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Does your site or department have a "DEFCON" system?

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  • Condo Guard
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    I've never thought about it before this year. My thinking is that with all the unrest going on, the "threat level" against a facility might change rapidly. When we initially dealt with the protests it really was "on the fly," and we did well (with a lot of luck, for sure). I asked one of the S/Os who has worked there for almost 20 years - he said they had never had any threats close to what occurred this year.

    My only recommendation is that if your site is in a major city close to city or federal buildings, you should at least have a page in the emergency manual titled, "civil unrest." Don't rely on the police to come - in Seattle they have deliberately targeted the precinct stations, which has slowed response all over the city.

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  • SecureTN
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    I work Government so we follow FPCON but I've never seen anything similar on "normal" sites I've worked.

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  • oathkeeper2013
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    I've worked DHS contracts and currently work as a civilian police officer on a military installation. DEFCON has now been replaced by FPCON (force protection condition). That's how it is on all DoD sites but we never had that in the GSA-owned buildings I've worked at.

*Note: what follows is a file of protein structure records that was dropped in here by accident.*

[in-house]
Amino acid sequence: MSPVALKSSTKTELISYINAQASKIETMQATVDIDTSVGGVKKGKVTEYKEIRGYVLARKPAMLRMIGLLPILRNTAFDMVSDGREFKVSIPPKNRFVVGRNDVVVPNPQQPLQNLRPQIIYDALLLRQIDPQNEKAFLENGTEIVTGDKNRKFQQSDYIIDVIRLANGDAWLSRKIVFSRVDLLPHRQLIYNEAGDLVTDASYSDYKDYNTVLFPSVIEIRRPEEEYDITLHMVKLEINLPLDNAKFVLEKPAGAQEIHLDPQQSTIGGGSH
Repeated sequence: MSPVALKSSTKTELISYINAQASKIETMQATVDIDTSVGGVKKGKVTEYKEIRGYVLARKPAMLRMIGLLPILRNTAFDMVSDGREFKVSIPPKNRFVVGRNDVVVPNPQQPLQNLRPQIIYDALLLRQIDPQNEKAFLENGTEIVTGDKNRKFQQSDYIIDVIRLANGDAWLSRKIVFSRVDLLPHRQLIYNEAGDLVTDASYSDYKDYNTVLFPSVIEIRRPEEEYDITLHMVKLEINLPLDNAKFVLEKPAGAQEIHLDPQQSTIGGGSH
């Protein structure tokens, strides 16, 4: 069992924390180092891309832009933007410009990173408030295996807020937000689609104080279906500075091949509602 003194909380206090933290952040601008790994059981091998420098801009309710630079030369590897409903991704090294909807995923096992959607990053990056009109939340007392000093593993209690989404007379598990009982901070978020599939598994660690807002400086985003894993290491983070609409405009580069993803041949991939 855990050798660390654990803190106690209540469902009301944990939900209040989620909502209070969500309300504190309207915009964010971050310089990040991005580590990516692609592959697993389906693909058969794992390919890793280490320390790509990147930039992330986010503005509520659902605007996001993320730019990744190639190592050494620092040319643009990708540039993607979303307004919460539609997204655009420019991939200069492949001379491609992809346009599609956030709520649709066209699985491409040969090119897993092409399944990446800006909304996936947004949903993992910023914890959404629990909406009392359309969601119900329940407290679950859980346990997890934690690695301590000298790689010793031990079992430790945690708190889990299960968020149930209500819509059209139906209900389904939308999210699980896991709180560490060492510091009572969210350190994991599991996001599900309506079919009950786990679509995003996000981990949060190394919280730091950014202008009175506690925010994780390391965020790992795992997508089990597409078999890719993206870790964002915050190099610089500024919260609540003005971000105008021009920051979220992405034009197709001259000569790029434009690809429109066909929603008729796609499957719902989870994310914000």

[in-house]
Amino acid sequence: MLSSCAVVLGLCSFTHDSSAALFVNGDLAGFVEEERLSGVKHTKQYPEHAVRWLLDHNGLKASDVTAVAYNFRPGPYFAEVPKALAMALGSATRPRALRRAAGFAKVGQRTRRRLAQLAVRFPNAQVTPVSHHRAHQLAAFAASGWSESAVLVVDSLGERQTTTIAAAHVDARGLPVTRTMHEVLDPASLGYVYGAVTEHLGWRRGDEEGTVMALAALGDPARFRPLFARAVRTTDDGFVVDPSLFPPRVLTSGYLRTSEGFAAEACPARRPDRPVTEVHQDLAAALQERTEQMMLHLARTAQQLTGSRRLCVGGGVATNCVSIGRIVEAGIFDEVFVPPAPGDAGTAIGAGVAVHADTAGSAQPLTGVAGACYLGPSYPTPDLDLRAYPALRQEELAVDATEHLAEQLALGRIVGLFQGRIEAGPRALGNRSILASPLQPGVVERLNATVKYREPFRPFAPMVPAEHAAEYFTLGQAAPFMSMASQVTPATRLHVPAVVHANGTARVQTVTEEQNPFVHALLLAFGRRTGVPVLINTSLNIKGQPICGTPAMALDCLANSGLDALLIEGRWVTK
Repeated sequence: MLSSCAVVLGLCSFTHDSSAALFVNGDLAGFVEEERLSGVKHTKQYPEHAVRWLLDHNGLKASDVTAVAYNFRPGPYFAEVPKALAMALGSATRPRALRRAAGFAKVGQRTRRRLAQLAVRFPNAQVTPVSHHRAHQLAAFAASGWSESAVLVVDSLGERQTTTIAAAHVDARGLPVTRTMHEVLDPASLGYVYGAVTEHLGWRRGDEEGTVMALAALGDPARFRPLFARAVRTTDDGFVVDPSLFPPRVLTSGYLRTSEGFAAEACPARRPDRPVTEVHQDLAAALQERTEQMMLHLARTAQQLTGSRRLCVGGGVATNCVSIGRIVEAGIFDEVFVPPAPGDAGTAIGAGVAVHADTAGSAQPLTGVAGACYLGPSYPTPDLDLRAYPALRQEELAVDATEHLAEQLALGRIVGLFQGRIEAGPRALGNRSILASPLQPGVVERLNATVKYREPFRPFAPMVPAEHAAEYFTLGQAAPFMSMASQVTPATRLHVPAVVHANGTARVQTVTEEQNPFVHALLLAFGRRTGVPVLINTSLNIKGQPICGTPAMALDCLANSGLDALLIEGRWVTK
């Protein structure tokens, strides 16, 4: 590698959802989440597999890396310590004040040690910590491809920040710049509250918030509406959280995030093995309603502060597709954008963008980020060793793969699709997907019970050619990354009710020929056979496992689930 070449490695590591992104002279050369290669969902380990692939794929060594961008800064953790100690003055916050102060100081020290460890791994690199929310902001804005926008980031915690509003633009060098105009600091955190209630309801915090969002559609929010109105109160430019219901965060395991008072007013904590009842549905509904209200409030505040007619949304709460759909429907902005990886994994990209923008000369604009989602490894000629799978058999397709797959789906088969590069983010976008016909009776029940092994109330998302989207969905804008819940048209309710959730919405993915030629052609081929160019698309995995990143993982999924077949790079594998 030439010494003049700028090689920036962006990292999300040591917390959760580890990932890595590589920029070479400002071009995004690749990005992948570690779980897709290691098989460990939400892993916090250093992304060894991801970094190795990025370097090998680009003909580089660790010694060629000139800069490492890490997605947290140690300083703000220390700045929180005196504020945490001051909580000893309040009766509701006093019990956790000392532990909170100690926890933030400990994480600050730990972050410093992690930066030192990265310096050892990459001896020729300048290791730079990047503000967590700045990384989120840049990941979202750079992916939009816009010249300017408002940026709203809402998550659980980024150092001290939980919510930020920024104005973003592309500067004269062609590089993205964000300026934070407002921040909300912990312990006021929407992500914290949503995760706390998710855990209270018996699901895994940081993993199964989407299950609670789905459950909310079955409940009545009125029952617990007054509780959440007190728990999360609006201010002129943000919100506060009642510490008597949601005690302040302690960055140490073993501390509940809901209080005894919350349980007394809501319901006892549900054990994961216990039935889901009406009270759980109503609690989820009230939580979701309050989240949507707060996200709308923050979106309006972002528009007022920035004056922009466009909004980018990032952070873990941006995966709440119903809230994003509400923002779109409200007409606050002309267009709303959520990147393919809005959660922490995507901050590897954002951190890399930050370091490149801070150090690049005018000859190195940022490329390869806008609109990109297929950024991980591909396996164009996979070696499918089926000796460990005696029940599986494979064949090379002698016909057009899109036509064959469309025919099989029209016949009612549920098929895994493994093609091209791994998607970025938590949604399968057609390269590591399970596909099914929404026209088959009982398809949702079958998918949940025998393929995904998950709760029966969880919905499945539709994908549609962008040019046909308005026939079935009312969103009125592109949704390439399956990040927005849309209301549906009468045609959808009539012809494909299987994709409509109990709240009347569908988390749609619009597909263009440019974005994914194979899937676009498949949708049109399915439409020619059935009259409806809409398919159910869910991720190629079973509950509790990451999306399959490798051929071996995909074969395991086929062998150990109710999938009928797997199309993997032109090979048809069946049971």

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  • Soper
    replied
    Who would make that decision and be responsible for the fallout?

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  • zm88
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    Sounds like a good idea to have some type of system in regards to threats to the site. I can see some being alarmed and careful wording of the system could help minimize that.

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  • Does your site or department have a "DEFCON" system?

    Similar to the military's Defense Condition (DEFCON) system, or the old Homeland Security color-coded "Terror Alert Level" system. Our site has nothing formal, but with COVID-19 and an increase in crime (the police aren't even booking most non-violent suspects anymore) I've started thinking it might be a good thing. We do have a disaster and incident response manual, but no formal system when things start going south except telling the guards to increase patrols.

    The only drawback I see is it could cause concern for non-security employees, and a lot of guards would just ignore it - minimum wagers are just going to punch in as usual, look busy, and clock out with no change in behavior.

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